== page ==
There is, in all three of the books I mentioned, a concern with girls guarding the hearts of the young men around them, something I heartily endorse. [I personally am enraged at some girls' careless and selfish behavior with young Christian men.] However there is always mention of some behaviors as incorrect or even sinful, which I have indulged in and hope to be innocent.
The most hurtful thing I ever remember one of my girl friends saying to me was at the age of 12 or so, in a tone of disgust at what she must have thought to be my purposeful attention-getting: 'Bethany, why do you always make such a show of yourself?' It so happened that at the time I had NO idea I was 'making a show of myself', but it certainly looked that way, I will admit. I was also once nicknamed 'Peacock' for a [short] while. All of this going on in a small Christian homeschool co-op group... Anyways, my point is that some girls feel horribly offended and hurt if they are told they are trying to get attention. Books [Beautiful Girlhood, which I know is not the topic of this post] often mention girls who 'do their hair in new and daring styles' [that IS a quote, at the time I read that I was about 11 and enjoyed braiding my hair in new styles and so on...I memorized that darn phrase] or are fond of being in town, in negative lights [usually the harlot's-feet-abiding-not-in-her-house comes up].


[I find that Blogger says this post is too long, so I will make this into two posts.]

Bethany said...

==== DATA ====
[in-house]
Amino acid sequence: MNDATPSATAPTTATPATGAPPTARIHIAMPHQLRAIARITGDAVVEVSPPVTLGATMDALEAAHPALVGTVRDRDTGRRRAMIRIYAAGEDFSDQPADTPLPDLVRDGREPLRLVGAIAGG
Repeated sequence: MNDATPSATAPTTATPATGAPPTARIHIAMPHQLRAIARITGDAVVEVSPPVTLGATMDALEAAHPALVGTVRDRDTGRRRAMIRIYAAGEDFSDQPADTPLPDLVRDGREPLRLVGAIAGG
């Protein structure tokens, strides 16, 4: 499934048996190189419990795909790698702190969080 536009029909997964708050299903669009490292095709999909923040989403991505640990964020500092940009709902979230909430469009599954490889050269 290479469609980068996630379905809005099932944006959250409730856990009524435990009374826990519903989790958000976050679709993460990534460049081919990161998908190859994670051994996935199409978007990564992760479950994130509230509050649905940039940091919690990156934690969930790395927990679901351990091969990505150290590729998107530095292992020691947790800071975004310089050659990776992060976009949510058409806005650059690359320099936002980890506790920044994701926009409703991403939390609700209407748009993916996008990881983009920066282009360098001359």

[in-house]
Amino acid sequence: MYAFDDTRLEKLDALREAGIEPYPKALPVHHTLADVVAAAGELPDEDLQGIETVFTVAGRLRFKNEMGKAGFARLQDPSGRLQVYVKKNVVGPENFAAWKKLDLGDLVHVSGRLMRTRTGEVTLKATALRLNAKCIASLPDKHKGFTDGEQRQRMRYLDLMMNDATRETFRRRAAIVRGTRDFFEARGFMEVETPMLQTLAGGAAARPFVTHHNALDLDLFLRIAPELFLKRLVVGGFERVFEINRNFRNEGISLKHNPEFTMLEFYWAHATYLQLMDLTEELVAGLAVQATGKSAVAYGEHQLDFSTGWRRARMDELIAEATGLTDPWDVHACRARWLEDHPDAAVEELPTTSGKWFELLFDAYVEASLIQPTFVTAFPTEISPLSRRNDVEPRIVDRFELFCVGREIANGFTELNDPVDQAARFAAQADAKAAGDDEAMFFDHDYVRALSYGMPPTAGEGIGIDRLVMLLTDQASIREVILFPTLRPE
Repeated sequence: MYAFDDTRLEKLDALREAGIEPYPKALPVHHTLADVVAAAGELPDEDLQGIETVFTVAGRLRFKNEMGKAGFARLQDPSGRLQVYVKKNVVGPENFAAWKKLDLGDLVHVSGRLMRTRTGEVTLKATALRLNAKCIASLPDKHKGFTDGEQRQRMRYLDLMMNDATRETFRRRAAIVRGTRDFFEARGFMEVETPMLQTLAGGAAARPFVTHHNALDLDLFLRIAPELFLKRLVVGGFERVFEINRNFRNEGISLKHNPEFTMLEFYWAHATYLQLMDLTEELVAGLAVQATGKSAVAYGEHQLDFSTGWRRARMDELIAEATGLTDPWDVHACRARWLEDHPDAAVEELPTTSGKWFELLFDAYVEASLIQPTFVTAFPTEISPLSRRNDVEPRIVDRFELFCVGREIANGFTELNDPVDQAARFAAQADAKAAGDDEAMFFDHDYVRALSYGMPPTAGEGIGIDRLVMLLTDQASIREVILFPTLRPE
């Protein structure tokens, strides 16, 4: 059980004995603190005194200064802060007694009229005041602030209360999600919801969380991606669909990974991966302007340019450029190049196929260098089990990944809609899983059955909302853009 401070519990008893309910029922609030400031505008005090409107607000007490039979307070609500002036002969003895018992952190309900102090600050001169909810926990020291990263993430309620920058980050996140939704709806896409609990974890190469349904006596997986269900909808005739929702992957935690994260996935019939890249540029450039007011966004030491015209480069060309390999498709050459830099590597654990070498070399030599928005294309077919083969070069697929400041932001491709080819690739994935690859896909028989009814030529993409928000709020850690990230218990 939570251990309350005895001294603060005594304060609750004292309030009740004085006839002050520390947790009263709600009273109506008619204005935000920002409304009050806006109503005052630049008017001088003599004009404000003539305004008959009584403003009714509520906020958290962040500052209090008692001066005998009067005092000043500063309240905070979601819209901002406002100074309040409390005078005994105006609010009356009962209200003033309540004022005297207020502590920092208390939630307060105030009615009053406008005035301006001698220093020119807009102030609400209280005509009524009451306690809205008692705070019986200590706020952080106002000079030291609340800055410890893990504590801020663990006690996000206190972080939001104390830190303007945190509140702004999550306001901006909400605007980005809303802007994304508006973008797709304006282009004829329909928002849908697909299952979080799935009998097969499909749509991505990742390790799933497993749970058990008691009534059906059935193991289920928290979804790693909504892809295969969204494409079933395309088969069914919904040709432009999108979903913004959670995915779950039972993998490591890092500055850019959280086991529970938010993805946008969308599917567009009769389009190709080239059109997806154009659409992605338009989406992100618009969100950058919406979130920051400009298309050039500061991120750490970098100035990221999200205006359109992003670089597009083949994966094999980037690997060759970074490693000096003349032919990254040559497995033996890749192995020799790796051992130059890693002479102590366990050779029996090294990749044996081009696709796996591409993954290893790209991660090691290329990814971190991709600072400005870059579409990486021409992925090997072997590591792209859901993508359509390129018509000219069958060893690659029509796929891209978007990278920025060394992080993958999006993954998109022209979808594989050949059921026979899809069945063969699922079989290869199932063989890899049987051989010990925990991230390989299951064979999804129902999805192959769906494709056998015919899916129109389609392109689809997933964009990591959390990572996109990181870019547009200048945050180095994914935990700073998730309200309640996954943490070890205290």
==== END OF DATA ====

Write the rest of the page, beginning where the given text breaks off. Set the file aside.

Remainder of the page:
[continued from above]


My other major concern is with the concept of courtship, only as portrayed by Sarah Mally in this book.
Please correct me if I am wrong on this though! :)

At least in the allegorical story which is woven through the book, the Princess finally marries a Prince who approaches her [or rather her FATHER] in the appropriate way, and who is also a courageous and caring young man. BUT BUT BUT...I can recall little or no time with the young couple shown getting to know each other! Did I just miss this? It certainly was not harped upon in the accompanying text. How did they know that they shared the same interests? Ideals? Did they at least know where the other stood on important issues, even if they didn't agree? Just because a person is 'good', even just because they are a strong Christian, does not mean that they will automatically make YOU a good marriage partner.

I do not consider that dating is a good choice for most people, certainly not in any form of 'dating around' just for fun. But on the other hand, surely getting to know members of the opposite gender, however little dating actually performs that task, is preferable to being close friends with NO ONE! I recall now another book [Emotional Purity, by Heather Paulsen I believe] which made the case that it is dangerous to be close friends with anyone of the opposite gender. It referred to 'emotional fornication' which, if I recall correctly, was not lust as we would think of it, but instead the sharing of one's MIND with another person. Having in-depth talks about one's faith were to be avoided. There was something to the effect of, you only want to share your spiritual life with your spouse, isn't it emotional fornication to do anything else?